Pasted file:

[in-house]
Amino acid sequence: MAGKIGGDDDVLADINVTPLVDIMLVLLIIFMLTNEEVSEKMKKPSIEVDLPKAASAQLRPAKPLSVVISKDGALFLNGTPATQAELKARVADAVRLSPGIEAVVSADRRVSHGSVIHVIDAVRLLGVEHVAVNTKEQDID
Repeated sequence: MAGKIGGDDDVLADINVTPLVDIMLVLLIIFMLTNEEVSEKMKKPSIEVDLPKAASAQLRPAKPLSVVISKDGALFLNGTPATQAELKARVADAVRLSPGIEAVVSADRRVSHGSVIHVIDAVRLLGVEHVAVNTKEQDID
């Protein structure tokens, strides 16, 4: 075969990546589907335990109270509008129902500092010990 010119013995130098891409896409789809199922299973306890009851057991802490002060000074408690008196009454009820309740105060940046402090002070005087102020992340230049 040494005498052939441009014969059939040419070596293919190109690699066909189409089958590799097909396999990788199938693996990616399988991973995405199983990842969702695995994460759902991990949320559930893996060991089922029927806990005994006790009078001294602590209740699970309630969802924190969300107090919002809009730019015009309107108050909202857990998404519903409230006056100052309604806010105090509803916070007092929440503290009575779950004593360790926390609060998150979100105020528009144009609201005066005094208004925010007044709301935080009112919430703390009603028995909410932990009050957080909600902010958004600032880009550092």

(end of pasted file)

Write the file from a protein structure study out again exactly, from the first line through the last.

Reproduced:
[in-house]
Amino acid sequence: MAGKIGGDDDVLADINVTPLVDIMLVLLIIFMLTNEEVSEKMKKPSIEVDLPKAASAQLRPAKPLSVVISKDGALFLNGTPATQAELKARVADAVRLSPGIEAVVSADRRVSHGSVIHVIDAVRLLGVEHVAVNTKEQDID
Repeated sequence: MAGKIGGDDDVLADINVTPLVDIMLVLLIIFMLTNEEVSEKMKKPSIEVDLPKAASAQLRPAKPLSVVISKDGALFLNGTPATQAELKARVADAVRLSPGIEAVVSADRRVSHGSVIHVIDAVRLLGVEHVAVNTKEQDID
């Protein structure tokens, strides 16, 4: 075969990546589907335990109270509008129902500092010990 010119013995130098891409896409789809199922299973306890009851057991802490002060000074408690008196009454009820309740105060940046402090002070005087102020992340230049 040494005498052939441009014969059939040419070596293919190109690699066909189409089958590799097909396999990788199938693996990616399988991973995405199983990842969702695995994460759902991990949320559930893996060991089922029927806990005994006790009078001294602590209740699970309630969802924190969300107090919002809009730019015009309107108050909202857990998404519903409230006056100052309604806010105090509803916070007092929440503290009575779950004593360790926390609060998150979100105020528009144009609201005066005094208004925010007044709301935080009112919430703390009603028995909410932990009050957080909600902010958004600032880009550092």